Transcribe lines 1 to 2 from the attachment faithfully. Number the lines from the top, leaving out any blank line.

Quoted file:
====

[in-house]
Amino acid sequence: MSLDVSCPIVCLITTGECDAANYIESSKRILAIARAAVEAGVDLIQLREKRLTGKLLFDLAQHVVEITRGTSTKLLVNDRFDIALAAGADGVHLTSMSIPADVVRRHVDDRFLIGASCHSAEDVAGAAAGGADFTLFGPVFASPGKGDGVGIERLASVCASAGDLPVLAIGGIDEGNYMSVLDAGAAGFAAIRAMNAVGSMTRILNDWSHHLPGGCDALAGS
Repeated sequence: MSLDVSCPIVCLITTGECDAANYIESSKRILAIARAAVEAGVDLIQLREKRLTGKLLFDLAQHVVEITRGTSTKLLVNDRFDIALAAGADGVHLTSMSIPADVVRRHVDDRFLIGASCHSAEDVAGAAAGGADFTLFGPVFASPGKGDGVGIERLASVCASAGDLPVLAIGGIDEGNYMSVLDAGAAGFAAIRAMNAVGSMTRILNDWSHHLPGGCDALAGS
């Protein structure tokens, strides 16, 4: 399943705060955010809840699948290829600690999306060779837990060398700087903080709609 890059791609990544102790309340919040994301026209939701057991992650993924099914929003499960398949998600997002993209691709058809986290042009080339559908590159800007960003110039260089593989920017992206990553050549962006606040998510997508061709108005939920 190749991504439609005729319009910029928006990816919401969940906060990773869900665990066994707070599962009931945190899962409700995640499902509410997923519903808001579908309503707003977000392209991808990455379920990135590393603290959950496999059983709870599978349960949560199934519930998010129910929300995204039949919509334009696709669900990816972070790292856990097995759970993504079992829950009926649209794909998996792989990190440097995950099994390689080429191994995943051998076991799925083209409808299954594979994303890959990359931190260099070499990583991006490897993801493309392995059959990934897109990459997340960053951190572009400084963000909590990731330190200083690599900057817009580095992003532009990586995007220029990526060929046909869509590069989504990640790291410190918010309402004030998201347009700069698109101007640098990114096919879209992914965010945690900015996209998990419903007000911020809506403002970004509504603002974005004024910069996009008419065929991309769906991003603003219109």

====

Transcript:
[in-house]
Amino acid sequence: MSLDVSCPIVCLITTGECDAANYIESSKRILAIARAAVEAGVDLIQLREKRLTGKLLFDLAQHVVEITRGTSTKLLVNDRFDIALAAGADGVHLTSMSIPADVVRRHVDDRFLIGASCHSAEDVAGAAAGGADFTLFGPVFASPGKGDGVGIERLASVCASAGDLPVLAIGGIDEGNYMSVLDAGAAGFAAIRAMNAVGSMTRILNDWSHHLPGGCDALAGS